A few hours before the Washington Wizards arrived at Time Warner Cable Arena to face the Charlotte Hornets on Wednesday evening, a group text chat with the team’s 15 players was buzzing. They were encouraging one another, telling each other to stick together after surrendering 123 points in a loss to the Indiana Pacers on Tuesday.
As various players chimed in, including Alan Anderson, who wasn’t with the team in Charlotte as he recovers from ankle surgery, the team’s all-star point guardgot something off his chest.
“I have to be a leader no matter if I’m playing good or bad,” John Wall recalled texting his teammates before the Wizards fell to the Hornets, 101-87, for their second straight loss. “There’s going to be games over an 82-game season when you’re not playing well, but I’m a better player than that and a better person.”
This is a season of high expectations for Wall. The former No. 1 overall pick out of the University of Kentucky gradually ascended into the NBA’s hierarchy over his first five campaigns, overcoming injuries early in his career to become an all-star and then all-star starter with two straight postseason appearances. He set his goals even higher this season. He wants to join the MVP conversation and lead the Wizards to their first 50-win season in 37 years.
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Furthermore, the Wizards are counting on Wall to emerge as the undisputed leader after being groomed by various veterans — namely Al Harrington, Trevor Ariza, and Paul Pierce — in recent years. This is his sixth NBA campaign. He is 25 years old. As Coach Randy Wittman asked before the season started: “At what point is he a veteran?”
Washington’s new offense was supposed to unleash a better Wall. The pace-and-space system was implemented, in part, to take advantage of his elite speed and passing ability. But Wall’s performance has dipped as Washington is off to a 6-6 start. He is averaging 16.5 points, 7.9 assists, 3.5 rebounds — all lower than his averages the last two seasons. His 4.5 turnovers per game would be a career high, and he’s shooting 41.5 percent from the field after shooting a career-best 44.5 percent last season.
“I just got to play better in my opinion,” Wall said. “The team is not going to do well if I’m not leading this team on both ends of the floor. So my main focus is just playing better, being able to get out of shooting slumps and knock down shots and still playing in a team offense and team concepts so not forcing the issue.”
Earlier in the week, Wall received a text from Kendrick Williams, his high school and AAU basketball coach. Williams, who now coaches the Wall’s AAU team in his native North Carolina, could tell his former star pupil was off just from watching him on television. Wall then posted a photo of himself on Instagram with the caption: “Time to get back to this Guy and Havin Fun …”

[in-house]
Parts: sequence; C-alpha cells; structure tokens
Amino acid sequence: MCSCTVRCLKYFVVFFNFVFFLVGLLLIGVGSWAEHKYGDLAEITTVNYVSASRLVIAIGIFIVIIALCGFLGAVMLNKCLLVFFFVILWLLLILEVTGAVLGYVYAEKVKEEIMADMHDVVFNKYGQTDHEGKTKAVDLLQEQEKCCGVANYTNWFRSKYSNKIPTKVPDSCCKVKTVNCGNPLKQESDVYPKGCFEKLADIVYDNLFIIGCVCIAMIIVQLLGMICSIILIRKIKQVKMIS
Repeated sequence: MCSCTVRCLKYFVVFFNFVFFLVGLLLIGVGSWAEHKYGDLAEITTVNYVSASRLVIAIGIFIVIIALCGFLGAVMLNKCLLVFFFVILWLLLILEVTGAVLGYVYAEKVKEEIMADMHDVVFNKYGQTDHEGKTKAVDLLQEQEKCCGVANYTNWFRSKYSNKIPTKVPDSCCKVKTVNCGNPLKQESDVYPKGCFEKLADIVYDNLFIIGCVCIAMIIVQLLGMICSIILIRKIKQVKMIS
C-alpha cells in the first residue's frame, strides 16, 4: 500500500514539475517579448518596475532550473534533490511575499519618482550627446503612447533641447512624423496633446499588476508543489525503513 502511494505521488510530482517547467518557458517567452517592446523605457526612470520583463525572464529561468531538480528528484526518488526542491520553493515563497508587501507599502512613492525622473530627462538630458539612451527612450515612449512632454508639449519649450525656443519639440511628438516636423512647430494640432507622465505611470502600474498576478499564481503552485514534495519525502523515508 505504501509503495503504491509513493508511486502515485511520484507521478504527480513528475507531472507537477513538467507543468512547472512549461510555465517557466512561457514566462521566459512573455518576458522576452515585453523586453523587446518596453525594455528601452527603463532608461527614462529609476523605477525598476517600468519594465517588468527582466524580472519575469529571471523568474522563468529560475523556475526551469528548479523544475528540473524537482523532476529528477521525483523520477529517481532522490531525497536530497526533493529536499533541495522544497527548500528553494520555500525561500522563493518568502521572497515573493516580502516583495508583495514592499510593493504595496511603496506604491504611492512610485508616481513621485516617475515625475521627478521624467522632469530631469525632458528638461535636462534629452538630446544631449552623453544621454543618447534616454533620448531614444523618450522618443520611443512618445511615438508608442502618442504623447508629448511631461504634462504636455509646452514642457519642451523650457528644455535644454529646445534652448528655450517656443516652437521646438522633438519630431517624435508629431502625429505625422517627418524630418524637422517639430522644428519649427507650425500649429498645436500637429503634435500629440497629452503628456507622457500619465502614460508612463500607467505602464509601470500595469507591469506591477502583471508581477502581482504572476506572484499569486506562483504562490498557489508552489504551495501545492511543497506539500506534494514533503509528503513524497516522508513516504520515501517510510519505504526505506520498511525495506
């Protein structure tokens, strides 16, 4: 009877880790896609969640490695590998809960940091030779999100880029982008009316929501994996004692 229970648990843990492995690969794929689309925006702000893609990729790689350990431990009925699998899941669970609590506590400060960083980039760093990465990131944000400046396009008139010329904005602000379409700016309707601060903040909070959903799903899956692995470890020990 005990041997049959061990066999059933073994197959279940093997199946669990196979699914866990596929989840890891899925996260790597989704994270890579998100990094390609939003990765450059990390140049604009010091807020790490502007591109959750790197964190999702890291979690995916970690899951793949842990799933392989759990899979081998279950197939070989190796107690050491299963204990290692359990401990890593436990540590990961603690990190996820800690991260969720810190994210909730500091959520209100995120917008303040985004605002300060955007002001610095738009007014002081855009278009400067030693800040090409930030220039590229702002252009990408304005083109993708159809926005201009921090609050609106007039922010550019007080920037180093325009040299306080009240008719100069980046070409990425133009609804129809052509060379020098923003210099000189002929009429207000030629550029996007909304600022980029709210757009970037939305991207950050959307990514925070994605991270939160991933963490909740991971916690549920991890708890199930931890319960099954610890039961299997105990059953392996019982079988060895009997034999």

“I haven’t been having fun really since I’ve been playing (this year),” Wall said. “I think the first couple games when we were into games and we had to win but then I don’t think I have been myself. … I haven’t been having fun, laughing, joking, (with) a smile on my face when I’m playing basketball. Really haven’t seen that to be honest with you. I haven’t.”
After Tuesday’s defeat to Indiana, Wall lamented eight careless turnovers and added that he was frustrated with shooting just nine times in 30 minutes.
“It’s been up and down,” Wall said of his season performance after Tuesday’s defeat. “Frustrating for me.”
Frustration set in again Wednesday when the Wizards blew a nine-point fourth-quarter lead in catastrophic fashion with a six-point fourth quarter. And after the game, Wall said he disagreed with Wittman’s rotation in fourth quarter — specifically not having Wall or Bradley Beal on the floor to start the period.
“If I sit until the seven-minute mark, cool, at least I feel like Brad should’ve been in because now at least one of us is creating shots for somebody and we also can take over a game at the same time,” said Wall, who checked in with Beal with 7 minutes 18 seconds remaining and Charlotte leading, 85-80. “I feel like when we got in we were just stagnant.”
But Wall and Beal didn’t make a difference: The Hornets went on to score 25 straight points and the Wizards were held scoreless until Gary Neal made two free throws with 23.1 seconds remaining. Wall went 0 for 3 with a turnover upon returning. After the game, Wittman criticized the team’s body language and mental toughness. Wall concurred with his coach.
“Yeah, it was,” Wall said. “But, (shoot), it’s frustrating, you got a nine-point lead and then you lose it and then we turn around are down, what, 10? And then every shot we took, it’s like, [shoot], is it going to go in? It rims in and out, you miss, and you’re like, ‘Damn.’ That wears on a team.
“But we kept telling guys take open shots, take open shots. That’s what we were doing. They made the shots, we didn’t. But I still feel like we blew a nine-point lead at the start of the quarter. You got to try to step on them.”